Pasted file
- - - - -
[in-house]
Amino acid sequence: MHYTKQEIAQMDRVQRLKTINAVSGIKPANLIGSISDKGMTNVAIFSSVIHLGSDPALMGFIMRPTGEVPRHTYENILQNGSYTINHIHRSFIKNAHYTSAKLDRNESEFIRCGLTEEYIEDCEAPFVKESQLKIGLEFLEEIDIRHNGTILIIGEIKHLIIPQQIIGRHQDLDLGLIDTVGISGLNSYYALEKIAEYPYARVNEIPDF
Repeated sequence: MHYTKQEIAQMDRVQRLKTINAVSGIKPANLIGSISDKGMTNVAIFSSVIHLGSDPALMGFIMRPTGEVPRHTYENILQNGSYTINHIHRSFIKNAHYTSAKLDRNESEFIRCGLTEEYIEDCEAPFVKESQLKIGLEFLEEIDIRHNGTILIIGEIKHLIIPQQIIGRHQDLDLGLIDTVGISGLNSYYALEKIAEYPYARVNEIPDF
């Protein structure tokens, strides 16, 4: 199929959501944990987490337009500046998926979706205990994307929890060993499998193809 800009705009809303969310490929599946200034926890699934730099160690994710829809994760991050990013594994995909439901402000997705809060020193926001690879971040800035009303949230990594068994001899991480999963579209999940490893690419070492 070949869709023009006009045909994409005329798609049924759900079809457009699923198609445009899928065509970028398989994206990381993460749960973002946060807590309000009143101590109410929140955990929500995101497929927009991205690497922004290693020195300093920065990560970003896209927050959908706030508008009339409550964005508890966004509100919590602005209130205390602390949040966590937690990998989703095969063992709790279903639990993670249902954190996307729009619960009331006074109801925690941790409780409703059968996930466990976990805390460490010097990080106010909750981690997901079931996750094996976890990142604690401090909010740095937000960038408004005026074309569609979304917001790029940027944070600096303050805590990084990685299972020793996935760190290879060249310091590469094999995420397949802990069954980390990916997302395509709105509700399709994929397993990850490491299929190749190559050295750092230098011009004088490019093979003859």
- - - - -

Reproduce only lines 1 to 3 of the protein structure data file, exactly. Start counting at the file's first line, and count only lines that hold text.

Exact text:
[in-house]
Amino acid sequence: MHYTKQEIAQMDRVQRLKTINAVSGIKPANLIGSISDKGMTNVAIFSSVIHLGSDPALMGFIMRPTGEVPRHTYENILQNGSYTINHIHRSFIKNAHYTSAKLDRNESEFIRCGLTEEYIEDCEAPFVKESQLKIGLEFLEEIDIRHNGTILIIGEIKHLIIPQQIIGRHQDLDLGLIDTVGISGLNSYYALEKIAEYPYARVNEIPDF
Repeated sequence: MHYTKQEIAQMDRVQRLKTINAVSGIKPANLIGSISDKGMTNVAIFSSVIHLGSDPALMGFIMRPTGEVPRHTYENILQNGSYTINHIHRSFIKNAHYTSAKLDRNESEFIRCGLTEEYIEDCEAPFVKESQLKIGLEFLEEIDIRHNGTILIIGEIKHLIIPQQIIGRHQDLDLGLIDTVGISGLNSYYALEKIAEYPYARVNEIPDF